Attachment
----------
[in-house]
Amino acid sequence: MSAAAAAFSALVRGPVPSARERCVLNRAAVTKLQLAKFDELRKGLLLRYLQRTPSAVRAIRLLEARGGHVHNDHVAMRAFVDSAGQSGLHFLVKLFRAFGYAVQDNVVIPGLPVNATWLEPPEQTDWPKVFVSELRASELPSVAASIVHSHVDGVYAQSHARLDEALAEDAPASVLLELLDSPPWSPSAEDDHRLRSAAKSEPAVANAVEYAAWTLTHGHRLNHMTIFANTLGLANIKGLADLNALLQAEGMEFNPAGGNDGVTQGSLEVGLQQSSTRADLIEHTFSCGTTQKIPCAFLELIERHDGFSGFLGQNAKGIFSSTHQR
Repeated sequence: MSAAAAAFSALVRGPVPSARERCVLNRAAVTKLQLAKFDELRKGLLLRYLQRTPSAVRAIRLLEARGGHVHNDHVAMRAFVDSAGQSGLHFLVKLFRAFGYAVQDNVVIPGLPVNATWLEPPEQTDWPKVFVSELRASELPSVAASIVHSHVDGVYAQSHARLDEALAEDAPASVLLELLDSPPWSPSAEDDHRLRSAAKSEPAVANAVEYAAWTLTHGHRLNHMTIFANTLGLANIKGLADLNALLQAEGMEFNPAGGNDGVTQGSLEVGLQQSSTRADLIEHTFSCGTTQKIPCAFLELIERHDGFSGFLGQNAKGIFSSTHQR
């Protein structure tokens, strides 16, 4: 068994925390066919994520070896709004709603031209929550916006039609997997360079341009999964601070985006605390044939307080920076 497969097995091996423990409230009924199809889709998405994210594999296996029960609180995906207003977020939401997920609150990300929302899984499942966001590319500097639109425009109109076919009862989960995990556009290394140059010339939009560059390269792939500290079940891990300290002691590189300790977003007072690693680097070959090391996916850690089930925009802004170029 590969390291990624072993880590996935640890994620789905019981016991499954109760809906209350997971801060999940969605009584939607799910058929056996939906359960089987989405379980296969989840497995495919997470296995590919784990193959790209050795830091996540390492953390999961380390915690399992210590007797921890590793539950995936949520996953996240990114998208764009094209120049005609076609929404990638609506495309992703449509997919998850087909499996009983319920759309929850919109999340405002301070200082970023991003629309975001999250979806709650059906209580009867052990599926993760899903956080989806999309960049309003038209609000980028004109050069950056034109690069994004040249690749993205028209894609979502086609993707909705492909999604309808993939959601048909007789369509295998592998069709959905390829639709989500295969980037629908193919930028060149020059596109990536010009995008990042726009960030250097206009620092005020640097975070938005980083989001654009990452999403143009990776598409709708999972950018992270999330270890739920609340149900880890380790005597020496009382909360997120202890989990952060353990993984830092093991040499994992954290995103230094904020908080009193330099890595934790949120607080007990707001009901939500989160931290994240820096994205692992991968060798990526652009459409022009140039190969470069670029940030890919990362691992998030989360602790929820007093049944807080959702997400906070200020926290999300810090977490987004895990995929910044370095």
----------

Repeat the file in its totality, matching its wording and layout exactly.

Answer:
[in-house]
Amino acid sequence: MSAAAAAFSALVRGPVPSARERCVLNRAAVTKLQLAKFDELRKGLLLRYLQRTPSAVRAIRLLEARGGHVHNDHVAMRAFVDSAGQSGLHFLVKLFRAFGYAVQDNVVIPGLPVNATWLEPPEQTDWPKVFVSELRASELPSVAASIVHSHVDGVYAQSHARLDEALAEDAPASVLLELLDSPPWSPSAEDDHRLRSAAKSEPAVANAVEYAAWTLTHGHRLNHMTIFANTLGLANIKGLADLNALLQAEGMEFNPAGGNDGVTQGSLEVGLQQSSTRADLIEHTFSCGTTQKIPCAFLELIERHDGFSGFLGQNAKGIFSSTHQR
Repeated sequence: MSAAAAAFSALVRGPVPSARERCVLNRAAVTKLQLAKFDELRKGLLLRYLQRTPSAVRAIRLLEARGGHVHNDHVAMRAFVDSAGQSGLHFLVKLFRAFGYAVQDNVVIPGLPVNATWLEPPEQTDWPKVFVSELRASELPSVAASIVHSHVDGVYAQSHARLDEALAEDAPASVLLELLDSPPWSPSAEDDHRLRSAAKSEPAVANAVEYAAWTLTHGHRLNHMTIFANTLGLANIKGLADLNALLQAEGMEFNPAGGNDGVTQGSLEVGLQQSSTRADLIEHTFSCGTTQKIPCAFLELIERHDGFSGFLGQNAKGIFSSTHQR
């Protein structure tokens, strides 16, 4: 068994925390066919994520070896709004709603031209929550916006039609997997360079341009999964601070985006605390044939307080920076 497969097995091996423990409230009924199809889709998405994210594999296996029960609180995906207003977020939401997920609150990300929302899984499942966001590319500097639109425009109109076919009862989960995990556009290394140059010339939009560059390269792939500290079940891990300290002691590189300790977003007072690693680097070959090391996916850690089930925009802004170029 590969390291990624072993880590996935640890994620789905019981016991499954109760809906209350997971801060999940969605009584939607799910058929056996939906359960089987989405379980296969989840497995495919997470296995590919784990193959790209050795830091996540390492953390999961380390915690399992210590007797921890590793539950995936949520996953996240990114998208764009094209120049005609076609929404990638609506495309992703449509997919998850087909499996009983319920759309929850919109999340405002301070200082970023991003629309975001999250979806709650059906209580009867052990599926993760899903956080989806999309960049309003038209609000980028004109050069950056034109690069994004040249690749993205028209894609979502086609993707909705492909999604309808993939959601048909007789369509295998592998069709959905390829639709989500295969980037629908193919930028060149020059596109990536010009995008990042726009960030250097206009620092005020640097975070938005980083989001654009990452999403143009990776598409709708999972950018992270999330270890739920609340149900880890380790005597020496009382909360997120202890989990952060353990993984830092093991040499994992954290995103230094904020908080009193330099890595934790949120607080007990707001009901939500989160931290994240820096994205692992991968060798990526652009459409022009140039190969470069670029940030890919990362691992998030989360602790929820007093049944807080959702997400906070200020926290999300810090977490987004895990995929910044370095």